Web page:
Saturday, June 17, 2006


Scattered thoughts

-Tomorrow is Father's Day, and I realize that though this day is set aside for me, I would not be the father I am without Steph.

-We continue to rake it in at the store-they like us here.

-I want Phil Mickelson to win the US Open-if he does it, I think he will be only the third golfer ever to win three straight majors.

-I just saw an ESPN Classic rebroadcast of the famous Ali-Foreman fight from Zaire. Thanks to Ali's rope-a-dope, most of it is terribly boring. I wish I had seen the climax.

-The Breakfast Club is a great movie.

-My daughter is supposed to be sleeping-instead she and my son are laughing at each other. Sweet to hear, but I wonder how sweet things will be in the morning.

-My daughter can now say "yah" and "you betcha" with a Minnesota accent.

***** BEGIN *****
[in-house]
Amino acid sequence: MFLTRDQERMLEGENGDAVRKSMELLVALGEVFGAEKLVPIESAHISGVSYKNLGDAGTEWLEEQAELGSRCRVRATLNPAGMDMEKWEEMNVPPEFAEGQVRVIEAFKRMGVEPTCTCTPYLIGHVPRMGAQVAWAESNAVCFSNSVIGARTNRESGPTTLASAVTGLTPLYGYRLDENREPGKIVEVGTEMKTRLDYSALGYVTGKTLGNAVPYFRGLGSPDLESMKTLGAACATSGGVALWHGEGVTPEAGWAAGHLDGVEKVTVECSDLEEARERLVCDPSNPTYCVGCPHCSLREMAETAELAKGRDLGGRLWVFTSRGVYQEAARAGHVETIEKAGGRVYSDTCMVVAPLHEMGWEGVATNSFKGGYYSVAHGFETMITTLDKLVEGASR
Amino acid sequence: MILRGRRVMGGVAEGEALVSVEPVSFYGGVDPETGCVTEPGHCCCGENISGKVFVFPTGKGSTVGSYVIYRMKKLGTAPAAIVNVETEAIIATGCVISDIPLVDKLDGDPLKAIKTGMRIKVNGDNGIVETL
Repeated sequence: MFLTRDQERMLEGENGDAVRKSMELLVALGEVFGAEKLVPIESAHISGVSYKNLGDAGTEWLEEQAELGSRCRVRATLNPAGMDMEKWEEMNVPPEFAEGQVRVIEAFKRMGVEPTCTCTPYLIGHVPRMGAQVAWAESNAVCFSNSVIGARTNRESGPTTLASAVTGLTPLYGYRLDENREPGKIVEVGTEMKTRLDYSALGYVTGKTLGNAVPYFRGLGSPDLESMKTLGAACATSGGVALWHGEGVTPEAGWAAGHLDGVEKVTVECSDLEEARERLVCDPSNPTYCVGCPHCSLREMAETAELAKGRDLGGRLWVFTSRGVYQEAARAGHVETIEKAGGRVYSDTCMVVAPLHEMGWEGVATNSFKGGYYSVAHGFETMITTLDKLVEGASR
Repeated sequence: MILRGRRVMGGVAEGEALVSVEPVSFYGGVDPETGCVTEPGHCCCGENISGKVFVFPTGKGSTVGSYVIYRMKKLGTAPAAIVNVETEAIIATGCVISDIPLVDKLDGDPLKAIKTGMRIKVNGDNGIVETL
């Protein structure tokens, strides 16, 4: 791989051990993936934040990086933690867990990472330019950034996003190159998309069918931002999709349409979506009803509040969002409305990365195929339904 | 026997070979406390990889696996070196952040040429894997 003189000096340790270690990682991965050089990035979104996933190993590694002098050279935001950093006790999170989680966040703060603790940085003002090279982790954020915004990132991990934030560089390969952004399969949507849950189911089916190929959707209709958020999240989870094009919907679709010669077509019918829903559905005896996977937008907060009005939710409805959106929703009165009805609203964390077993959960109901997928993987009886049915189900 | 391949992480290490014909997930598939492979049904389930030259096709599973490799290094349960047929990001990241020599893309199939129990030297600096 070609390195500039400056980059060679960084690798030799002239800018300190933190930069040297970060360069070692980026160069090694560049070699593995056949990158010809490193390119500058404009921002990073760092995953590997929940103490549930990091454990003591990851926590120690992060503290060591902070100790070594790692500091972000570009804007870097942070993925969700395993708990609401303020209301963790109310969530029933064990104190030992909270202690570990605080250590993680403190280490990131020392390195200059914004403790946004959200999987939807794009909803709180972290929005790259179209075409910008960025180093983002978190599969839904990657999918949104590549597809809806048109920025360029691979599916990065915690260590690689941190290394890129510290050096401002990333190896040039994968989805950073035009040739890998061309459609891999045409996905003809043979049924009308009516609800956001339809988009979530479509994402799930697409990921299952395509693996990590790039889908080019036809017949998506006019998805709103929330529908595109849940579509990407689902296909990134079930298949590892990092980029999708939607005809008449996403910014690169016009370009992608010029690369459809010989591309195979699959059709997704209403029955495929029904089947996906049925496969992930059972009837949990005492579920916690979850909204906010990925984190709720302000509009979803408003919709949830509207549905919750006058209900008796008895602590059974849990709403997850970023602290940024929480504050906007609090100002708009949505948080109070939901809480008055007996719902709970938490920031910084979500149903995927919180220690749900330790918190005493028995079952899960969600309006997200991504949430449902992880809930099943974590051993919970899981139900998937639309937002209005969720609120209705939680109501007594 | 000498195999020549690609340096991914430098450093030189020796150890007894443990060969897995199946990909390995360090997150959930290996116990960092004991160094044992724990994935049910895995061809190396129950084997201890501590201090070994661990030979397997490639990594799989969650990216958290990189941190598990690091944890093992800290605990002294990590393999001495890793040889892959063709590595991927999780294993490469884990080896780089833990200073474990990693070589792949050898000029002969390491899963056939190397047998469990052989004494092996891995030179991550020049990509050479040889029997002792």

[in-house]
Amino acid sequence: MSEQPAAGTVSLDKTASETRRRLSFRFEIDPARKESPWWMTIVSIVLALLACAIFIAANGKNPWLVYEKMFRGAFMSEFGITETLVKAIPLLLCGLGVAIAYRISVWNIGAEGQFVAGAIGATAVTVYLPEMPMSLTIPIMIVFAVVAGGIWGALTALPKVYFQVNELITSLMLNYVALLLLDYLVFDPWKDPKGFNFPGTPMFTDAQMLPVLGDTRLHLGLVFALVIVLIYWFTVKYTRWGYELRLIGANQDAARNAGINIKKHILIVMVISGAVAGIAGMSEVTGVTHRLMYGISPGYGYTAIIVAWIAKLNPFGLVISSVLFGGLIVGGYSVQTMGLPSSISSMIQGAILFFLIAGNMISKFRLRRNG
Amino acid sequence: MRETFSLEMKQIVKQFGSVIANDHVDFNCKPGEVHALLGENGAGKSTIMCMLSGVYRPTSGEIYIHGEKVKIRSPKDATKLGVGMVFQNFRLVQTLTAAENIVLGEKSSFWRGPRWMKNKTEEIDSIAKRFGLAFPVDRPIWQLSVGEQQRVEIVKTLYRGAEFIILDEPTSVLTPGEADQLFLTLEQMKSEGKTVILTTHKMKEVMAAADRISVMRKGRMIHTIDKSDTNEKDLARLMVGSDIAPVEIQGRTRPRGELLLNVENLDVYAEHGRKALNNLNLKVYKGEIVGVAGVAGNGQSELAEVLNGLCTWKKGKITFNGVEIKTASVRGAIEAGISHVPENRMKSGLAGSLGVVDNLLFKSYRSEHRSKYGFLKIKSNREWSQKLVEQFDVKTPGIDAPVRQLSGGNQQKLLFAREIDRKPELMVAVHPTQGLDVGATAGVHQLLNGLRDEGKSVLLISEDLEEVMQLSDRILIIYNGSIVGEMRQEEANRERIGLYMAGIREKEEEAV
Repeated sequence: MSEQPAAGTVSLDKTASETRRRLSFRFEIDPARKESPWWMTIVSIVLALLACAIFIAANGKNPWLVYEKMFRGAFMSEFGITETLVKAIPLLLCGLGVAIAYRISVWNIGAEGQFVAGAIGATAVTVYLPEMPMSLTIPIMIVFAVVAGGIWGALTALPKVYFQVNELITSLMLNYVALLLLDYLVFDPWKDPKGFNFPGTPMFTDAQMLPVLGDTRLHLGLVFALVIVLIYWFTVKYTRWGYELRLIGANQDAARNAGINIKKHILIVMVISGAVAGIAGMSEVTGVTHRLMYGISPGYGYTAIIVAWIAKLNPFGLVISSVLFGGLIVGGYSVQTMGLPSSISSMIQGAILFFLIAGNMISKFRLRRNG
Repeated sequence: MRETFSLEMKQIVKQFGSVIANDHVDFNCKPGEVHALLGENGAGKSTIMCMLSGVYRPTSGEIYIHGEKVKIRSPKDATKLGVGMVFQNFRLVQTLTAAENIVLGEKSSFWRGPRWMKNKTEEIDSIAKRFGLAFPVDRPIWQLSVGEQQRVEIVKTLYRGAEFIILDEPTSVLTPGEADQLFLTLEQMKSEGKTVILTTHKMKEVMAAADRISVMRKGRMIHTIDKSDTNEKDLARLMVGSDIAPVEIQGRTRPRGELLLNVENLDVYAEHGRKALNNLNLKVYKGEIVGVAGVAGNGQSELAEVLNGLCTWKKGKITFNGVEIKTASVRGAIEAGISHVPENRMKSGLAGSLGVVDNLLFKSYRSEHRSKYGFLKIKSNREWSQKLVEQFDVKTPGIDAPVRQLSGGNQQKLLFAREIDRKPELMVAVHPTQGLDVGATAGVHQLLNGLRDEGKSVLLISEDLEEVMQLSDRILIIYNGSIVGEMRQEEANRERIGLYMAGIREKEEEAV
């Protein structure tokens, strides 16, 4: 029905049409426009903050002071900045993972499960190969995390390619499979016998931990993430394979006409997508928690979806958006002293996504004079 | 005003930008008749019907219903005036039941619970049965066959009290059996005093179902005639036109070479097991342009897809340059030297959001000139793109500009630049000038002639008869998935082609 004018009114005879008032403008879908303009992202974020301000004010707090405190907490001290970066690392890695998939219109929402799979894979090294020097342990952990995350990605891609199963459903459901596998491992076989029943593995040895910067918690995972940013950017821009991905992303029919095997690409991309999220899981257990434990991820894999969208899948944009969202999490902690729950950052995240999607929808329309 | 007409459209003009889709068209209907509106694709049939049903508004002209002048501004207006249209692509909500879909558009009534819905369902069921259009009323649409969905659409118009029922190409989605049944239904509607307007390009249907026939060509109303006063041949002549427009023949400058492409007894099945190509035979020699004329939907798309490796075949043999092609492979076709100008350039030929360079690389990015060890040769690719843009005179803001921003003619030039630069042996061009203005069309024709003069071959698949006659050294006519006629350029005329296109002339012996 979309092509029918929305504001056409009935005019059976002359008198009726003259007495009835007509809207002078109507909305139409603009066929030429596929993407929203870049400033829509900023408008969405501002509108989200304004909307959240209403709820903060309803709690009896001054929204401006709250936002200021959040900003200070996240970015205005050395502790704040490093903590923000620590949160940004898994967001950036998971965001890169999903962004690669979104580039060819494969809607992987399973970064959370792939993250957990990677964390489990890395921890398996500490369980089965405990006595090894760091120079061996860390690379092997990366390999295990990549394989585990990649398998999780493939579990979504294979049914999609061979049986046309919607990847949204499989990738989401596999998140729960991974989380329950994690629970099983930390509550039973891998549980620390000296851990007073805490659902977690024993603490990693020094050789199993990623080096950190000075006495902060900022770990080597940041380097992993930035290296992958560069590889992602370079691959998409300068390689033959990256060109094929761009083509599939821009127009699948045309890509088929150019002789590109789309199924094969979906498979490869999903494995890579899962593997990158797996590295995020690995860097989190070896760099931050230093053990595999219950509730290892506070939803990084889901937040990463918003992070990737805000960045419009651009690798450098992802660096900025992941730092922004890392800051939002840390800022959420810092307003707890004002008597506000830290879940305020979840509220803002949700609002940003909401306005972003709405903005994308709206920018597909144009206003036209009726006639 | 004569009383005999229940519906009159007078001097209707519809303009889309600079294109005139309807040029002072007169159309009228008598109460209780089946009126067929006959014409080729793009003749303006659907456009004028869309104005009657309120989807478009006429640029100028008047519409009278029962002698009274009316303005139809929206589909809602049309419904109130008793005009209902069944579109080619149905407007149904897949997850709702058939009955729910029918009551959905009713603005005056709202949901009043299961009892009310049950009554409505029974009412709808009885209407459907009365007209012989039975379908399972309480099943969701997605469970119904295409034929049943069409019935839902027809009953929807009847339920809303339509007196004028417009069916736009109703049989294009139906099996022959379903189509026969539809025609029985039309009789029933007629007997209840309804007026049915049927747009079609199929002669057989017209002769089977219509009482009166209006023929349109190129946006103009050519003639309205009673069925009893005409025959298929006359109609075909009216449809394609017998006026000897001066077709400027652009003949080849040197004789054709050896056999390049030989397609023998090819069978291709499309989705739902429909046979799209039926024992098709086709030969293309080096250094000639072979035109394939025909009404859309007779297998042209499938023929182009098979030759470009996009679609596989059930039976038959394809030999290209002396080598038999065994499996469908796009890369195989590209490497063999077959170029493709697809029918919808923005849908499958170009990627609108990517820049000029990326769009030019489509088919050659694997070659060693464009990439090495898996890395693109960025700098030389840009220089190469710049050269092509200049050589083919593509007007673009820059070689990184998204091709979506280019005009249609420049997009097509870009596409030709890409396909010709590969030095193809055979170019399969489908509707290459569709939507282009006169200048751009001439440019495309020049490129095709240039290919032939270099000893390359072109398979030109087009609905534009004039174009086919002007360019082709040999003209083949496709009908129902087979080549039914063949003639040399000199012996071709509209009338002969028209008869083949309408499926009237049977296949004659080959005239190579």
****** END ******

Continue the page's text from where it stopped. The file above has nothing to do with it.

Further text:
-One more week until a vacation.

-I'm hungry-it's time for a snack.

Monday, June 12, 2006



My blog of late has had little to do with food or art, a lot to do with faith, but even more about real estate. True, the purchasing of our house has dominated our mindset. I have been continually monitoring my dear friend Darren Prince's blog as he and his wife travel to Africa, and that continues to serve as a reminder that there is much more to the world than any piece of real estate. Life is like that-a continual reminder of the need for balance between extremes. It is no good to dwell solely on the grave, such as the desperate need that calls out on the continent of Africa. But to ignore it is tantamount to endorsement, as Bob Dylan notes only too well in his simple ballad, Blowin' in the Wind. It has been made an anthem, but Dylan's original version is a stark, simplistic reminder of our responsibilities.